We’ve all sat through some real shockers of school CPD sessions at one time or another. Thinking about the elements of what I think makes great teaching, here are the school-based CPD sessions I think every school should be running:
The most important thing in a school is that the children behave. Managing behaviour should be returned to again and again to ensure all teachers have clarity, and that the systems are applied consistently by all. It is also worth thinking about when behaviour slips – is it in the canteen, at the beginnings of lessons, during the fire drill – and addressing those specific moments with a new approach.
Children read in every single lesson, but it’s not always obvious how to get them to the point where they will read aloud confidently.
Children write in every single lesson, but is their writing always accurate and coherent? There are lots of small tweaks we can make to out practise to help children write more effectively.
I think questioning is the absolute most important thing a teacher can do. The best teachers I have seen pepper their explanations with multiple questions asked of as many students as possible to check they understand, and then to see if the students can apply their understanding to new scenarios and begin to think more deeply about the content.
Subject departments should be talking in their CPD time about the best way to explain tricky concepts, and thinking about the common misconceptions children have.
Rather than using Powerpoints or photocopying multiple sheets, departments should focus on pre-producing booklets and then planning how to deliver them. Those responsible for resourcing should be trained in the best and fastest way to produce booklets under the inevitable time pressures of any school.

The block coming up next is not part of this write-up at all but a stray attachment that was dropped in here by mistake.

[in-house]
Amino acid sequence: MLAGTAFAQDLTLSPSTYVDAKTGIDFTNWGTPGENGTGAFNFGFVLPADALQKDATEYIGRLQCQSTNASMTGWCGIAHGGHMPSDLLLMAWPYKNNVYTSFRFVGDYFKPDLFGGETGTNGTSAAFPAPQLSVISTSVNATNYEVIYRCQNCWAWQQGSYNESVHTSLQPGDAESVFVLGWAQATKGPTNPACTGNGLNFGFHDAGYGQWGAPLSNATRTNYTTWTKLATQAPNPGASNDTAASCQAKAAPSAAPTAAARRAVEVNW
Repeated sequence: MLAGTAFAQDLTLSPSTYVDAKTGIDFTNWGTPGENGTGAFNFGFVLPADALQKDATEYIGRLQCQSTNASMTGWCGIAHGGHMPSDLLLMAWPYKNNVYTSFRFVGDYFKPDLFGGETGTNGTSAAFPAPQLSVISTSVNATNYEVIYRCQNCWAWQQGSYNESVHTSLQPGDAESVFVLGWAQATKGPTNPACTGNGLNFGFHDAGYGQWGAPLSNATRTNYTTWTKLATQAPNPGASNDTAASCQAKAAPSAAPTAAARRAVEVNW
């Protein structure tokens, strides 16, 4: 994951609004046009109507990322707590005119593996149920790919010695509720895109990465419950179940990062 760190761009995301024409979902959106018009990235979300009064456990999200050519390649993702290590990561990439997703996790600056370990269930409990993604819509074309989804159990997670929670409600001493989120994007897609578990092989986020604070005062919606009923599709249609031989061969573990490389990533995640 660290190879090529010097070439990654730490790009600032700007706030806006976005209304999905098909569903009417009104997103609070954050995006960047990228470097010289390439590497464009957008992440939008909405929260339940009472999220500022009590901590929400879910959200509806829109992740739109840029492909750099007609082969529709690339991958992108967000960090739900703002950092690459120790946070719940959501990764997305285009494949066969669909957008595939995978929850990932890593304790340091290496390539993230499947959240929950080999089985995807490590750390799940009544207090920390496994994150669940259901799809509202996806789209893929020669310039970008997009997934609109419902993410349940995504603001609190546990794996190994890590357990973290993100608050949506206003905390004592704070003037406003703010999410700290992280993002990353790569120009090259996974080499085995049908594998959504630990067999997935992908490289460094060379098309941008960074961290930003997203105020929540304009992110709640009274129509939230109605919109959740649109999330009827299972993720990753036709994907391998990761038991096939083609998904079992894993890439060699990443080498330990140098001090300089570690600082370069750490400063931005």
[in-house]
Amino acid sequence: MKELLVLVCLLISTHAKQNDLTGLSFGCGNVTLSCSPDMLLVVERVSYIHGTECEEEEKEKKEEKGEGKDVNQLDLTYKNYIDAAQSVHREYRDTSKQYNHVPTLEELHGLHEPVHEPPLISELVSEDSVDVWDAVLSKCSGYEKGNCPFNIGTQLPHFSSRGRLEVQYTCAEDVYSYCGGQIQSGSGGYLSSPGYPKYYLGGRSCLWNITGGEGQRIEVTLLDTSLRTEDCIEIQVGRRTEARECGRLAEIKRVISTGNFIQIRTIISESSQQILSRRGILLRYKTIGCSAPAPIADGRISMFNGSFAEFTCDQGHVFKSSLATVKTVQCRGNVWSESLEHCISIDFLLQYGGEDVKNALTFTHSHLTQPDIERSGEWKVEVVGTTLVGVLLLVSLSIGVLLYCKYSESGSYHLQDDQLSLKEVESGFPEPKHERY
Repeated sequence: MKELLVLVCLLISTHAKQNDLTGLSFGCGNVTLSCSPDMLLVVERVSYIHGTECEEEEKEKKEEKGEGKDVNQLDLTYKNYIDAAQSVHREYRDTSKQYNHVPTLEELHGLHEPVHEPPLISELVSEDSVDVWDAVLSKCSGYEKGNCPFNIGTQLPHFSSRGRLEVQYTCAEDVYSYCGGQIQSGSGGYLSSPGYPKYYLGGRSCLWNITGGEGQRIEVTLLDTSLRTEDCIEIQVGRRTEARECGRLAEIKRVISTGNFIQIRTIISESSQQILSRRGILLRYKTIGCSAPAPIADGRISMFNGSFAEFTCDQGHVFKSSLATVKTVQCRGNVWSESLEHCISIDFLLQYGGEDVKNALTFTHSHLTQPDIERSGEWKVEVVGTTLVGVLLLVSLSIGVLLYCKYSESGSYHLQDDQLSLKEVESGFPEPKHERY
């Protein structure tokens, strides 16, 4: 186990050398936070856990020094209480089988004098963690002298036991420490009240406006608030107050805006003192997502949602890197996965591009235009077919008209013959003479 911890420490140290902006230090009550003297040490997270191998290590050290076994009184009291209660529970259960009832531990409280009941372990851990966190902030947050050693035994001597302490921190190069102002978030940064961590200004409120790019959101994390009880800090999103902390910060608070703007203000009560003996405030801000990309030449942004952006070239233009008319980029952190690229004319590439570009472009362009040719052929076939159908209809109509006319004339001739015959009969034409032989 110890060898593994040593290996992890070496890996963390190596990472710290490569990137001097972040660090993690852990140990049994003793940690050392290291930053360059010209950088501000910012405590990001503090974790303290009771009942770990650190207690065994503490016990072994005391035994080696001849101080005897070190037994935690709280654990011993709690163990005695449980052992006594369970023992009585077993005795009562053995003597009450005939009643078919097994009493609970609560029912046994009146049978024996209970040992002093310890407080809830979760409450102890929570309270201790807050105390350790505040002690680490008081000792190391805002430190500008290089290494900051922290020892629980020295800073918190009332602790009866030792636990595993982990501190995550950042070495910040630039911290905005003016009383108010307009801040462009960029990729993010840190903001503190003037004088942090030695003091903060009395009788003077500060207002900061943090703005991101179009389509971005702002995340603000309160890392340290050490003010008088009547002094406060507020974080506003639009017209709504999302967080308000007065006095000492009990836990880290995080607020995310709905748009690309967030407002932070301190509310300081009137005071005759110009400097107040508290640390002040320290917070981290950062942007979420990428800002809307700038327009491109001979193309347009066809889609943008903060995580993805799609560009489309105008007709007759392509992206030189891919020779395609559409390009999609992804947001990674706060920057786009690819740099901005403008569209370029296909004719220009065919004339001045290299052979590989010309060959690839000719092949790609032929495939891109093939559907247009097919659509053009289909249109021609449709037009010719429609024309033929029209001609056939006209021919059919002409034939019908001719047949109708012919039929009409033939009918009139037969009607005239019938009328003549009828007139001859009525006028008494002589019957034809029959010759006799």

Knowledge organisers force teams to consider what they want students to learn for the long term. CPD on making them as effective and clear as possible would be helpful, especially in the early days of adopting them.
Recaps and quizzing
Understanding the science of memory, the power of overlearning, and the simplicity of recapping prior knowledge would go a long way to helping children retain knowledge for the long term.
Not all practice is as helpful as it could be. Helping teachers discern the most important skills for children to practice and then supporting them to make activities that ensure children are undertaking deliberate practice is invaluable.
Rather than laboriously marking every book, teachers can give whole-class feedback. But it is not always obvious which aspects to focus on to make the feedback as effective as possible.
All of the above aspects could easily be covered in short 20 or 30 minute slots, and focused on key aspects or resources, but I think that all the elements are crucial to good teaching. In terms of pedagogy, I don’t think we can do better than implementing coaching observations, as advocated in Leverage Leadership, with frequent low-stakes observations focused on one minor tweak each time to improve teaching.